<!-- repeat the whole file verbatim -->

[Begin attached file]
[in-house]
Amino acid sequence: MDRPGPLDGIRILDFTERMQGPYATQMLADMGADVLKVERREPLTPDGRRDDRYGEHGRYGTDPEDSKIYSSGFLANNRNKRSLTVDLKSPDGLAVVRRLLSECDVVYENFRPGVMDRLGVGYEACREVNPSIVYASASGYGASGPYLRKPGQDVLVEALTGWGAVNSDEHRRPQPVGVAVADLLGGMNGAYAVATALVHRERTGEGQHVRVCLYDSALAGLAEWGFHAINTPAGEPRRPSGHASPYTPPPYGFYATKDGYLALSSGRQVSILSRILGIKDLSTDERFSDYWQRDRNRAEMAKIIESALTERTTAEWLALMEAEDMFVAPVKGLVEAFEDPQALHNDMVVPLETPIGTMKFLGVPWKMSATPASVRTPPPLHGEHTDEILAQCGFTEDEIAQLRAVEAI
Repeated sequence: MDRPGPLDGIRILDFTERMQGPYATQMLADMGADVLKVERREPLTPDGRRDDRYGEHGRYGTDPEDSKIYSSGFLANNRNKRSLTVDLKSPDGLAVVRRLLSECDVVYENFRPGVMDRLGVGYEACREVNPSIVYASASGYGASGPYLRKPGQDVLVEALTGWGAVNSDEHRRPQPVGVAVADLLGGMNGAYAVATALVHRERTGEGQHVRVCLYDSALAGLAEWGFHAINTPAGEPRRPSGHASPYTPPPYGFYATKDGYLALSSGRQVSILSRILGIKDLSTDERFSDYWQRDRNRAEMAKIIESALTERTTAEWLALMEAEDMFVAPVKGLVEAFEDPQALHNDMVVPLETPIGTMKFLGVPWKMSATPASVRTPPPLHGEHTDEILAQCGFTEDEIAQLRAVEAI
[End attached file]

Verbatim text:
[in-house]
Amino acid sequence: MDRPGPLDGIRILDFTERMQGPYATQMLADMGADVLKVERREPLTPDGRRDDRYGEHGRYGTDPEDSKIYSSGFLANNRNKRSLTVDLKSPDGLAVVRRLLSECDVVYENFRPGVMDRLGVGYEACREVNPSIVYASASGYGASGPYLRKPGQDVLVEALTGWGAVNSDEHRRPQPVGVAVADLLGGMNGAYAVATALVHRERTGEGQHVRVCLYDSALAGLAEWGFHAINTPAGEPRRPSGHASPYTPPPYGFYATKDGYLALSSGRQVSILSRILGIKDLSTDERFSDYWQRDRNRAEMAKIIESALTERTTAEWLALMEAEDMFVAPVKGLVEAFEDPQALHNDMVVPLETPIGTMKFLGVPWKMSATPASVRTPPPLHGEHTDEILAQCGFTEDEIAQLRAVEAI
Repeated sequence: MDRPGPLDGIRILDFTERMQGPYATQMLADMGADVLKVERREPLTPDGRRDDRYGEHGRYGTDPEDSKIYSSGFLANNRNKRSLTVDLKSPDGLAVVRRLLSECDVVYENFRPGVMDRLGVGYEACREVNPSIVYASASGYGASGPYLRKPGQDVLVEALTGWGAVNSDEHRRPQPVGVAVADLLGGMNGAYAVATALVHRERTGEGQHVRVCLYDSALAGLAEWGFHAINTPAGEPRRPSGHASPYTPPPYGFYATKDGYLALSSGRQVSILSRILGIKDLSTDERFSDYWQRDRNRAEMAKIIESALTERTTAEWLALMEAEDMFVAPVKGLVEAFEDPQALHNDMVVPLETPIGTMKFLGVPWKMSATPASVRTPPPLHGEHTDEILAQCGFTEDEIAQLRAVEAI